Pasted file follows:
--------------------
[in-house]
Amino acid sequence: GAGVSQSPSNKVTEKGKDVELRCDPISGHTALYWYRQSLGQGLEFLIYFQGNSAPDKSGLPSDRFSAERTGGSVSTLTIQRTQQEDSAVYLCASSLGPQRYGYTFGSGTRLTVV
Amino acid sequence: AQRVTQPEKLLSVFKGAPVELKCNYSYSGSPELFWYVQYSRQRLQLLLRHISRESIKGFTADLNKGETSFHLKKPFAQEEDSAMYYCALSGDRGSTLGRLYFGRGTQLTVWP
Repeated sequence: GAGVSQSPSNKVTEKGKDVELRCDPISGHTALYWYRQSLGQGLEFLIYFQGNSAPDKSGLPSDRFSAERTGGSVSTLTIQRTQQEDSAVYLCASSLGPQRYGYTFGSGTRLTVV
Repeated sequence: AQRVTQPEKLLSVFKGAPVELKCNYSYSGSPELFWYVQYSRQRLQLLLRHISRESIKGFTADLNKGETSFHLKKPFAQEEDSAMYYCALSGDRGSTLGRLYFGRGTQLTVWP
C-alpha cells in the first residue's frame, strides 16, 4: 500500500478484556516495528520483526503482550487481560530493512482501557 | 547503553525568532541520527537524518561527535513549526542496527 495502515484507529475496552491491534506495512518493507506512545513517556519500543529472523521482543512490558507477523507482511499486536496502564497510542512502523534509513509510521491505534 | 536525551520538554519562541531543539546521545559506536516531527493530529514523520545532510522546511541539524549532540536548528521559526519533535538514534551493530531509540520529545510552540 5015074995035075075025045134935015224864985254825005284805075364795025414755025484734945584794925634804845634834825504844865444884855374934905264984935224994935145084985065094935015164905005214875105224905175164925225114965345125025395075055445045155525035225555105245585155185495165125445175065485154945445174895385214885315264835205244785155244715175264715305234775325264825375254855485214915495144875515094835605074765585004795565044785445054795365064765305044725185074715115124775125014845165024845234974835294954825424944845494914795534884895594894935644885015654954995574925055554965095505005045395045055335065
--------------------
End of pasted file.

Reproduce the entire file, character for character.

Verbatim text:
[in-house]
Amino acid sequence: GAGVSQSPSNKVTEKGKDVELRCDPISGHTALYWYRQSLGQGLEFLIYFQGNSAPDKSGLPSDRFSAERTGGSVSTLTIQRTQQEDSAVYLCASSLGPQRYGYTFGSGTRLTVV
Amino acid sequence: AQRVTQPEKLLSVFKGAPVELKCNYSYSGSPELFWYVQYSRQRLQLLLRHISRESIKGFTADLNKGETSFHLKKPFAQEEDSAMYYCALSGDRGSTLGRLYFGRGTQLTVWP
Repeated sequence: GAGVSQSPSNKVTEKGKDVELRCDPISGHTALYWYRQSLGQGLEFLIYFQGNSAPDKSGLPSDRFSAERTGGSVSTLTIQRTQQEDSAVYLCASSLGPQRYGYTFGSGTRLTVV
Repeated sequence: AQRVTQPEKLLSVFKGAPVELKCNYSYSGSPELFWYVQYSRQRLQLLLRHISRESIKGFTADLNKGETSFHLKKPFAQEEDSAMYYCALSGDRGSTLGRLYFGRGTQLTVWP
C-alpha cells in the first residue's frame, strides 16, 4: 500500500478484556516495528520483526503482550487481560530493512482501557 | 547503553525568532541520527537524518561527535513549526542496527 495502515484507529475496552491491534506495512518493507506512545513517556519500543529472523521482543512490558507477523507482511499486536496502564497510542512502523534509513509510521491505534 | 536525551520538554519562541531543539546521545559506536516531527493530529514523520545532510522546511541539524549532540536548528521559526519533535538514534551493530531509540520529545510552540 5015074995035075075025045134935015224864985254825005284805075364795025414755025484734945584794925634804845634834825504844865444884855374934905264984935224994935145084985065094935015164905005214875105224905175164925225114965345125025395075055445045155525035225555105245585155185495165125445175065485154945445174895385214885315264835205244785155244715175264715305234775325264825375254855485214915495144875515094835605074765585004795565044785445054795365064765305044725185074715115124775125014845165024845234974835294954825424944845494914795534884895594894935644885015654954995574925055554965095505005045395045055335065